Easy Network Config For IoT Devices With RGBeacon

When you’re hooking up hardware to a network, it can sometimes be a pain to figure out what IP address the device has ended up with. [Bas Pijls] often saw this problem occurring in the classroom, and set about creating a simple method for small devices to communicate their IP address and other data with a minimum of fuss.

[Bas] specifically wanted a way to do this without adding a display to the hardware, as this would add a lot of complexity and expense to simple IoT devices. Instead, RGBeacon was created, wherin a microcontroller flashes out network information with the aid of a single RGB WS2812B LED.

In fact, all three colors of the RGB LED are used to send information to a computer via a webcam. The red channel flashes out a clock signal, the green channel represents the beginning of a byte, and the blue channel flashes to indicate bits that are high. With a little signal processing, a computer running a Javascript app in a web browser can receive information from a microcontroller flashing its LEDs via a webcam.

It’s a neat hack that should make setting up devices in [Bas]’s classes much easier. It needn’t be limited to network info, either; the code could be repurposed to let a microcontroller flash out other messages, too. It’s not dissimilar from the old Timex Datalink watches which used monitor flashes to communicate!

25 thoughts on “Easy Network Config For IoT Devices With RGBeacon

    1. Given that a lot of IoT boards have a monochrome LED tied to a GPIO, a monochrome protocol would certainly be appropriate and shouldn’t be hard to implement and would remove the need for a tri-color LED.

  1. hmm, assuming you’re using wifi capable microcontrollers, just syslog the information of to a server on the internet and you could use qr stickers on the devices which give back this information (and more) when you scan those with your smartphone.

    1. [sarcasm]And you can also trigger the printing of a small label on the server so it can be attached to a pigeon and sent to you ASAP. And pigeon as tasty as well so you can recycle it for your next diner.[/sarcasm]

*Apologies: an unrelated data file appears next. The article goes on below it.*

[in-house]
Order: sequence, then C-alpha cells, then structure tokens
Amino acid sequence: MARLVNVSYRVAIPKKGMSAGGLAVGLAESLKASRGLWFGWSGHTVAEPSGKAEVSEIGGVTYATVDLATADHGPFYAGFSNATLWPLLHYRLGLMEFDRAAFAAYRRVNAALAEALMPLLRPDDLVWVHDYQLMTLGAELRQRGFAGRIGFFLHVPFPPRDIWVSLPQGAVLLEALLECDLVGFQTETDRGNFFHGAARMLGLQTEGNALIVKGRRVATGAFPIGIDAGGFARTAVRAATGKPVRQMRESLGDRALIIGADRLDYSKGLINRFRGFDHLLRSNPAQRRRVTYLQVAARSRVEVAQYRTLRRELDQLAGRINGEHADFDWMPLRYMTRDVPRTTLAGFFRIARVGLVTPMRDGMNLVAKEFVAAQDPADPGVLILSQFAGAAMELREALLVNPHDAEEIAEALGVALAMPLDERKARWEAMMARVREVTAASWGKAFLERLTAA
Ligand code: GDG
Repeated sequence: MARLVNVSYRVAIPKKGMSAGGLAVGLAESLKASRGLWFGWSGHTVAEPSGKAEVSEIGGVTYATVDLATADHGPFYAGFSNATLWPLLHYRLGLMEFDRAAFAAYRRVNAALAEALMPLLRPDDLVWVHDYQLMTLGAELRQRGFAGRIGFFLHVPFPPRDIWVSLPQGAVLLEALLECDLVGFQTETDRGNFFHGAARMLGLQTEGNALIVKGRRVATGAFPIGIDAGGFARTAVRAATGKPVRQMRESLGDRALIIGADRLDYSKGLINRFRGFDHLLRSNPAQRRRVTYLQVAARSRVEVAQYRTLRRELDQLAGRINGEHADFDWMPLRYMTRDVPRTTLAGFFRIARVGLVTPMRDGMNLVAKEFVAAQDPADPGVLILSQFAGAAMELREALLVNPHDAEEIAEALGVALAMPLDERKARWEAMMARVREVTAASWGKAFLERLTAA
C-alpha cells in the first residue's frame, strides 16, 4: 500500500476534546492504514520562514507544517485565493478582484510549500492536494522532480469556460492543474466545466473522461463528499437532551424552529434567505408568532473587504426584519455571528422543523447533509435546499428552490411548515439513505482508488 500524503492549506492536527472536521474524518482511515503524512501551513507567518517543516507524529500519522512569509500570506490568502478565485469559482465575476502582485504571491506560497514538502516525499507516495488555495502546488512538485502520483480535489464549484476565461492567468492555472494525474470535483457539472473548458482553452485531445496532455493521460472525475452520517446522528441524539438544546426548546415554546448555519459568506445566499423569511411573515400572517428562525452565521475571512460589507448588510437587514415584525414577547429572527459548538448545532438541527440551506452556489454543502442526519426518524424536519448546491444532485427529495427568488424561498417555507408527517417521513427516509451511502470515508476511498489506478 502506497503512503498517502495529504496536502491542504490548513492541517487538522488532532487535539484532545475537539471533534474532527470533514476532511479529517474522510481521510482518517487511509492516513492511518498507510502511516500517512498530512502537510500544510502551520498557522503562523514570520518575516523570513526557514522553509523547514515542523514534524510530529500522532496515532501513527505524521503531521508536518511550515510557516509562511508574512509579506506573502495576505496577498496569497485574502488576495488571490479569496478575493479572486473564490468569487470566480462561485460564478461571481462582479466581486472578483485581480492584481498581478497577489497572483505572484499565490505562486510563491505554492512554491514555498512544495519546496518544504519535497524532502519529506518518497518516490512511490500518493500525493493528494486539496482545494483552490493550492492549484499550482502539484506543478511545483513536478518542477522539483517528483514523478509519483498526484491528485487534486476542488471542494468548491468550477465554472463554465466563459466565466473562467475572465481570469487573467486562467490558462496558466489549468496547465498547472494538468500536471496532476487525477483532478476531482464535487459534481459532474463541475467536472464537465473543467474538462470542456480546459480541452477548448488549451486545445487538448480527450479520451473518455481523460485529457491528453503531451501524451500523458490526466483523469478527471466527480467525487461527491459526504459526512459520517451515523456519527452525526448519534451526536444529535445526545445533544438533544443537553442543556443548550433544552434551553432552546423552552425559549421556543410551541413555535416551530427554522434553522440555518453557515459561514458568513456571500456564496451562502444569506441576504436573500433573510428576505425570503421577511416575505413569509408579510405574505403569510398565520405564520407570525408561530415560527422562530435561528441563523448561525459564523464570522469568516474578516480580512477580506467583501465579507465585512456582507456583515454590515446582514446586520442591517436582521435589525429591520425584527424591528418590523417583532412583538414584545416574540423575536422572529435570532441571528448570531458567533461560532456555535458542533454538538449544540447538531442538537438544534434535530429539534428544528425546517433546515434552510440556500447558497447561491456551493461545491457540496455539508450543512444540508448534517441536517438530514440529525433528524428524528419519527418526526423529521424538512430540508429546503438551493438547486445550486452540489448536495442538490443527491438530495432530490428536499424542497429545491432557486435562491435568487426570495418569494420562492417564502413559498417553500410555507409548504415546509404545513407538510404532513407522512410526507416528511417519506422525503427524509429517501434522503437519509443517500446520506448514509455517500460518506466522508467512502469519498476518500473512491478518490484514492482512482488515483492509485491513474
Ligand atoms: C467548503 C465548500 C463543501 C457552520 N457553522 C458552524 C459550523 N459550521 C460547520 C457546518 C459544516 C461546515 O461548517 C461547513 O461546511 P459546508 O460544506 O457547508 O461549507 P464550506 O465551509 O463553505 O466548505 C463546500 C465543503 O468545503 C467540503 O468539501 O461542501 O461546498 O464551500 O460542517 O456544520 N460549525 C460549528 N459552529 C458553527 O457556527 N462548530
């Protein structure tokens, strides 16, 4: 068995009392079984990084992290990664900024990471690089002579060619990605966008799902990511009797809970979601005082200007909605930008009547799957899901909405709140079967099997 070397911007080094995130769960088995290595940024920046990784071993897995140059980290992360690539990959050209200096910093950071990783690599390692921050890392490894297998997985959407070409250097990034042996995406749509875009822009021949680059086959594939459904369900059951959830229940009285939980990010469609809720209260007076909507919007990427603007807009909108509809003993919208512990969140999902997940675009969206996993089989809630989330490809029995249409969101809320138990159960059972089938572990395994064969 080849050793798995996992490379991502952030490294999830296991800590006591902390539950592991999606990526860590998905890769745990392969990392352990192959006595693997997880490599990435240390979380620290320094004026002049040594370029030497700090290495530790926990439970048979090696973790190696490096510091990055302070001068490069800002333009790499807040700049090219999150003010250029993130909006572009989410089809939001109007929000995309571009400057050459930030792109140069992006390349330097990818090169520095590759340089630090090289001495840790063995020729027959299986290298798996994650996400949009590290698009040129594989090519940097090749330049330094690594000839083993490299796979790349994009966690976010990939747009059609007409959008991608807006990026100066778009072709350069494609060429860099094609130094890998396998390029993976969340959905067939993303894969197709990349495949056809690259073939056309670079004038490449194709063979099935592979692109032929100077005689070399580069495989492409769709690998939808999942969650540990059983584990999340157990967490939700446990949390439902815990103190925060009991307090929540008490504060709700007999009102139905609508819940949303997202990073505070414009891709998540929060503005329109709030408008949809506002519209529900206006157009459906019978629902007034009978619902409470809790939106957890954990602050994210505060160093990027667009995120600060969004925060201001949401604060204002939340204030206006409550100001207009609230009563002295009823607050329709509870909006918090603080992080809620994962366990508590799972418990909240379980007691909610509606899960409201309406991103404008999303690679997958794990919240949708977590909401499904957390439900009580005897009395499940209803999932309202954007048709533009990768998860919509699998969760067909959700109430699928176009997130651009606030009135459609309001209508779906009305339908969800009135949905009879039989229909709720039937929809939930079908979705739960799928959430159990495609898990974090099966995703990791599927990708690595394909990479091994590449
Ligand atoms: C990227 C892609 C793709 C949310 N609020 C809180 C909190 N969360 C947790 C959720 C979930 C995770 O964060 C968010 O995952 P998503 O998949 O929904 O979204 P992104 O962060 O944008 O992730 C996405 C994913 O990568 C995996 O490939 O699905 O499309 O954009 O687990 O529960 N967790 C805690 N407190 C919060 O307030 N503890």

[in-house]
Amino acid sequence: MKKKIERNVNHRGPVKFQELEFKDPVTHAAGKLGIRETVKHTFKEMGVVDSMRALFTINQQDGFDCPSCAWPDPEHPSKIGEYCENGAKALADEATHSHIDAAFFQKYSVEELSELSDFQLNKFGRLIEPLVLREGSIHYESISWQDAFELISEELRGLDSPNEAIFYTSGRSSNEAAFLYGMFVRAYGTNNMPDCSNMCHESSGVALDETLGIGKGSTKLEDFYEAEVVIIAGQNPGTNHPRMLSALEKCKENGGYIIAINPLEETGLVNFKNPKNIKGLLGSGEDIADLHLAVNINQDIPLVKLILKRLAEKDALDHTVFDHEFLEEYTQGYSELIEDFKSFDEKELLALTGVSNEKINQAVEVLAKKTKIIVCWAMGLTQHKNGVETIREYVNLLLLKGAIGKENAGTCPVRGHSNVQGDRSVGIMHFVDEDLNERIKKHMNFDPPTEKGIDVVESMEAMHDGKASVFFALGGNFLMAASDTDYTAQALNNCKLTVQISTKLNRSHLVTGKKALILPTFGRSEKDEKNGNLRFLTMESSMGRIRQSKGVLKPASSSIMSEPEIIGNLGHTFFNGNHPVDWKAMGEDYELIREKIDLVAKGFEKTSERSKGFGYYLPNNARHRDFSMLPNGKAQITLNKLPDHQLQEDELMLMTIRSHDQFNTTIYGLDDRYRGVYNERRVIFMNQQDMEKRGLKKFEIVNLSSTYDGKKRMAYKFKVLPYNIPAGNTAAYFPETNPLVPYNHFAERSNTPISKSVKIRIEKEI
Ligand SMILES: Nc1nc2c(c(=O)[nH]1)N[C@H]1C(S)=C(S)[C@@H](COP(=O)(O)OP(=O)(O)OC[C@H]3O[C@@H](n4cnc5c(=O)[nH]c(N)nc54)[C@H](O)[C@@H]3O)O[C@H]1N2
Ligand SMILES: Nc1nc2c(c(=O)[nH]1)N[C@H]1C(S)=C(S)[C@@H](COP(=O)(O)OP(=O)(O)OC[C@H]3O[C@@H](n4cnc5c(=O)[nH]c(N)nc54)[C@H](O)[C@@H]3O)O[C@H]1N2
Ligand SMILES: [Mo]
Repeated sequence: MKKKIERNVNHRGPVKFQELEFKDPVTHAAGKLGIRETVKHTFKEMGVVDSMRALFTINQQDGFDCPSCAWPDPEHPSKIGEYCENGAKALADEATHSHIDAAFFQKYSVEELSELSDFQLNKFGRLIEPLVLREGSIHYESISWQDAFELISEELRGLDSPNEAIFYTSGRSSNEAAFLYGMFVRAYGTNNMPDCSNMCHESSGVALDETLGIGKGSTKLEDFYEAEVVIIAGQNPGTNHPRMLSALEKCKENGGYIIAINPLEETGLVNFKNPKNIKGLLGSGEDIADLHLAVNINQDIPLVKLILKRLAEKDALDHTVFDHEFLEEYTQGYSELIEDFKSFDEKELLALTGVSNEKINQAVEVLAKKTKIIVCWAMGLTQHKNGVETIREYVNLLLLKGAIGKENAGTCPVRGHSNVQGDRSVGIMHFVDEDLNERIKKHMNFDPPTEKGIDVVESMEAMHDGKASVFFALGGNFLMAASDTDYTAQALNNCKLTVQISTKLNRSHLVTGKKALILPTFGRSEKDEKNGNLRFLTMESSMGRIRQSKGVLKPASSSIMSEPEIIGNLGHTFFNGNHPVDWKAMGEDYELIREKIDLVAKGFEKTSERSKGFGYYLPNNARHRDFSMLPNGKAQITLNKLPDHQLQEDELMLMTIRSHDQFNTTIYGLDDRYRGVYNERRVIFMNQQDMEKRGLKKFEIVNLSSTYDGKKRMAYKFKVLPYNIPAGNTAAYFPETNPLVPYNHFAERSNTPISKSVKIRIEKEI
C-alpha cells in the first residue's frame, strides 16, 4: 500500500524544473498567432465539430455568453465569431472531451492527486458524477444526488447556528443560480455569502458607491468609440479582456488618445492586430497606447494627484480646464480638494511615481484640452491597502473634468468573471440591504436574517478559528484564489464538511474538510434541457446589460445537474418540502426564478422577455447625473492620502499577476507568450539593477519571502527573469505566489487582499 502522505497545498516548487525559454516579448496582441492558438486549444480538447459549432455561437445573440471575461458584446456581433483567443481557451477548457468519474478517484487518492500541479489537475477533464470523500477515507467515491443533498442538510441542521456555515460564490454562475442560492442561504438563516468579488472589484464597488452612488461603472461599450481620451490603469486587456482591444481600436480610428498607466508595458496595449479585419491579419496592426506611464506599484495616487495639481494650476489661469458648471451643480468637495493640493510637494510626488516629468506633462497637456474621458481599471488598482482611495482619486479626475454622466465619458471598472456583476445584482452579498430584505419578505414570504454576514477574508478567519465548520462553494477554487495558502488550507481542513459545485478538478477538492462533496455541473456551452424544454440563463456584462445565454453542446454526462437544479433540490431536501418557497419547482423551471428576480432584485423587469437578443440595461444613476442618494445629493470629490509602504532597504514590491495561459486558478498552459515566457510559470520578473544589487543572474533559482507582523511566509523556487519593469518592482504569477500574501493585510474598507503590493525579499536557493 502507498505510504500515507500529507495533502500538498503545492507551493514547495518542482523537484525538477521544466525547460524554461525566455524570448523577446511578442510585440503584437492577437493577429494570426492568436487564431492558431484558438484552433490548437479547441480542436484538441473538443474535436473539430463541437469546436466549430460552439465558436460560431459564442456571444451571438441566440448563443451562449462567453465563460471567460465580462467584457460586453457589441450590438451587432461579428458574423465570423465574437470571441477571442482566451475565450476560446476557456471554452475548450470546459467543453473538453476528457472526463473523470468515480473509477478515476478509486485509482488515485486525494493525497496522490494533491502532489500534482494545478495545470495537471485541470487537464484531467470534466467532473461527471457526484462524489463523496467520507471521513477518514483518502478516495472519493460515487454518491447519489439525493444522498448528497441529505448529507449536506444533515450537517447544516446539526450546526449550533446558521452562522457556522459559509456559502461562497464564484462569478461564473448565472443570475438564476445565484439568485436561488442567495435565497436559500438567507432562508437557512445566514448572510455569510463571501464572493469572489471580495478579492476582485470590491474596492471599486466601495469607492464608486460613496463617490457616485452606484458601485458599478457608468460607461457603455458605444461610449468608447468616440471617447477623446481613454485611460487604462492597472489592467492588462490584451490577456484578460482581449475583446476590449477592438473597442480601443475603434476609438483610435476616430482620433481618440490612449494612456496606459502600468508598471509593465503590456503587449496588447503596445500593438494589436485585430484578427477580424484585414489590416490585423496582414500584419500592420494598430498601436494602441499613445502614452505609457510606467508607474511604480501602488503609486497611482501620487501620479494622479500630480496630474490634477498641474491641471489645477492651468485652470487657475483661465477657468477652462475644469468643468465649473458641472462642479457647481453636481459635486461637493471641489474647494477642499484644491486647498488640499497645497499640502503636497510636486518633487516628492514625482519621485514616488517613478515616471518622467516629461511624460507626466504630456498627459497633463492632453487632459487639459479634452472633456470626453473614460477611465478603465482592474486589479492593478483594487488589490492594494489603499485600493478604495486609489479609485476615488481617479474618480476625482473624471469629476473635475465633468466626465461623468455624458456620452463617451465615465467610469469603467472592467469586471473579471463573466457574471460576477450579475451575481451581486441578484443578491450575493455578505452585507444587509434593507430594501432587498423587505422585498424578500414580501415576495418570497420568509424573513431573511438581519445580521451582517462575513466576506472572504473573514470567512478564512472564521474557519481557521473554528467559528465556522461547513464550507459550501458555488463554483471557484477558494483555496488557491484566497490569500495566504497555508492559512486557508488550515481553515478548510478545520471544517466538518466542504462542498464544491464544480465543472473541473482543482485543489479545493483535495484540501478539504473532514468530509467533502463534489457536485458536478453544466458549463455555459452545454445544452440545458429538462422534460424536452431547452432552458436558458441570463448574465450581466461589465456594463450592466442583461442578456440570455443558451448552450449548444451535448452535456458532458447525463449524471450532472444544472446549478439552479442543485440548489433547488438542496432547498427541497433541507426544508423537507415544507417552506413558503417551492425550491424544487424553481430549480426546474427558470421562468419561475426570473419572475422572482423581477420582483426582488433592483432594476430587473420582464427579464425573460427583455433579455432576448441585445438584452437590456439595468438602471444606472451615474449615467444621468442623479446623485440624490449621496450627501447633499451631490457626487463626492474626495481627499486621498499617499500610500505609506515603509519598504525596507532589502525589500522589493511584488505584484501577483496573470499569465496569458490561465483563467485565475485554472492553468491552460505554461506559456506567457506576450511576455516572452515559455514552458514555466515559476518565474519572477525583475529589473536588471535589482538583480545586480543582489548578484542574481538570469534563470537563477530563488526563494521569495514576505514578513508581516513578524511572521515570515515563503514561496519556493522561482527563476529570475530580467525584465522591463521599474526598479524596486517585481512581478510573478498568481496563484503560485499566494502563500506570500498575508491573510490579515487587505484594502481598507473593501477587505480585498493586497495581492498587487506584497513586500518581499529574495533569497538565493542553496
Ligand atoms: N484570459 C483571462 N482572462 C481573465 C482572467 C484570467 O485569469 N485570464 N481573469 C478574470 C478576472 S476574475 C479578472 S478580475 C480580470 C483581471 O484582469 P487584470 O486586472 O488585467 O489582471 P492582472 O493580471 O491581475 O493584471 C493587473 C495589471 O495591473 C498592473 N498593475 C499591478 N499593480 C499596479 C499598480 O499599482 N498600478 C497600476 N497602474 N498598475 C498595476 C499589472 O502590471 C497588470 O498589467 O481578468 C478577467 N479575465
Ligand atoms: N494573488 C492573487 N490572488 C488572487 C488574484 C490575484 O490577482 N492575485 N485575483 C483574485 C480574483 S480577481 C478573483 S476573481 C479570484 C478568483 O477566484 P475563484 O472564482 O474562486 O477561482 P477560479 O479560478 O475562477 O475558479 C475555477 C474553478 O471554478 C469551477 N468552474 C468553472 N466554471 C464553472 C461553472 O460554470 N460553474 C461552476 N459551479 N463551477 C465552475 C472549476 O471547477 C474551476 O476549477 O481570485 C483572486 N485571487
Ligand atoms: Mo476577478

Honestly, a solution that works without fuss is always better than anything else. I’ve seen audio transmission for some of the IOT I’ve used and it somehow worked well, using the buzzer of the gizmo. Using light can also work if this proves efficient. I’ve seen many implementation of coding a bit stream on light either visible or not and in both direction. Even some iot allow sending the configuration by flashing the smartphone LCD’s backlight.

  2. Wouldn’t it be simpler with a self clocked signal such as some kind of manchester coding in this case ?
    This could be done with a single color led that’s usually built in most mcu dev boards

  3. I recall that cars used to be able to flash out diagnostic error codes using a single lamp on the dashboard. No need for RGB or any other device than your eyes.

  4. I wrote a simpler version of this. Most of the time you will already know the network address ( ie 192.168.0.xxx) so all we really need is the last octet. I split that into the three digits using mod operator then flash each number through a different color led. Say the ip was, Red would flash once, Green would then flash twice and finally Blue would flash three times. Simple to code and easy to read without computer assistance.

    1. I was thinking right along with your idea except also including the thought from the previous comment about older cars flashing codes. With a short pause between digits and a set of quick flashes at the end of the octet to signal “finished”, only one LED could be used.

        1. But if all we want to do is to visually tell the octet, it could just blink the led the same number of times as the each number in the octet with a long blink for a 0. So for 205, it would blink twice, then 1 long blink followed by 5 blinks.

          If you work with binary enough, you could just blink 8 times, short for 1 and long for 0 (or vice versa), and after 8 blinks you have the octet without having to refer to a chart/table/formula to convert from binary to decimal

  5. For a classroom, the easiest solution is to use a DHCP reservation tied to the mac address. Now the IP address is pre-determined. You could also use IPv6 where the address is directly related to the mac address.

    Another thought is that if you are going to put in code to flash an LED to a computer, you could have just put in code to send a ping to the computer over the network (which would include the source IP address).

  6. This is so cool! Very technical, and thanks for sharing!

    Morse code, wifi, ZigBee, Bluetooth, infra-red, lora, sigfox, 2g-5g, UART, SPI, I2c, i2s, CAN, old school modems, PCI, pci-e… Voice, flags, sonar, tin cans and string,. All known or established ways to communicate.

    Well done for doing something a bit different! Kudos for your ingenuity!

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